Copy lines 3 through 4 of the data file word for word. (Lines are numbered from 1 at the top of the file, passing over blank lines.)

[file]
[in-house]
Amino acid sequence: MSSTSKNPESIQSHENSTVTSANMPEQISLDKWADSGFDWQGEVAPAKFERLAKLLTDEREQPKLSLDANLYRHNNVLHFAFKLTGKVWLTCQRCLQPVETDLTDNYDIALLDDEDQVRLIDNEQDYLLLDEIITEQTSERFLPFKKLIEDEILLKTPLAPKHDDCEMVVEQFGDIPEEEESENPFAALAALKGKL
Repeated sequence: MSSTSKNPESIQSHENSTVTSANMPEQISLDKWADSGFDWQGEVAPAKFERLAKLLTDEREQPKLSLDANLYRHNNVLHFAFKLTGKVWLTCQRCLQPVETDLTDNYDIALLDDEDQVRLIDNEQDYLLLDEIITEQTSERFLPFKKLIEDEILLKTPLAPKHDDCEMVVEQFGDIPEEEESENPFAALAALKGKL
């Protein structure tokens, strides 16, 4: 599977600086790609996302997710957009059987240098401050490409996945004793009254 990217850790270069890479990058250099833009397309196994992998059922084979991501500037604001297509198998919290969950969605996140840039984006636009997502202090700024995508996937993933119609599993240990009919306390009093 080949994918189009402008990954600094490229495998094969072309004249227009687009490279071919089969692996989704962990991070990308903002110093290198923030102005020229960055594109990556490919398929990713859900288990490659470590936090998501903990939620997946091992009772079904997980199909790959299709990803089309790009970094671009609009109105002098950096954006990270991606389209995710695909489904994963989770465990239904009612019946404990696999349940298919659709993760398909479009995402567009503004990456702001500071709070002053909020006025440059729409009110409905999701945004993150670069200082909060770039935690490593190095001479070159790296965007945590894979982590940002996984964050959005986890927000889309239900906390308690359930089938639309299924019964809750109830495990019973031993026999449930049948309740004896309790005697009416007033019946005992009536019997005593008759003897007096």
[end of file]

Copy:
Repeated sequence: MSSTSKNPESIQSHENSTVTSANMPEQISLDKWADSGFDWQGEVAPAKFERLAKLLTDEREQPKLSLDANLYRHNNVLHFAFKLTGKVWLTCQRCLQPVETDLTDNYDIALLDDEDQVRLIDNEQDYLLLDEIITEQTSERFLPFKKLIEDEILLKTPLAPKHDDCEMVVEQFGDIPEEEESENPFAALAALKGKL
């Protein structure tokens, strides 16, 4: 599977600086790609996302997710957009059987240098401050490409996945004793009254 990217850790270069890479990058250099833009397309196994992998059922084979991501500037604001297509198998919290969950969605996140840039984006636009997502202090700024995508996937993933119609599993240990009919306390009093 080949994918189009402008990954600094490229495998094969072309004249227009687009490279071919089969692996989704962990991070990308903002110093290198923030102005020229960055594109990556490919398929990713859900288990490659470590936090998501903990939620997946091992009772079904997980199909790959299709990803089309790009970094671009609009109105002098950096954006990270991606389209995710695909489904994963989770465990239904009612019946404990696999349940298919659709993760398909479009995402567009503004990456702001500071709070002053909020006025440059729409009110409905999701945004993150670069200082909060770039935690490593190095001479070159790296965007945590894979982590940002996984964050959005986890927000889309239900906390308690359930089938639309299924019964809750109830495990019973031993026999449930049948309740004896309790005697009416007033019946005992009536019997005593008759003897007096």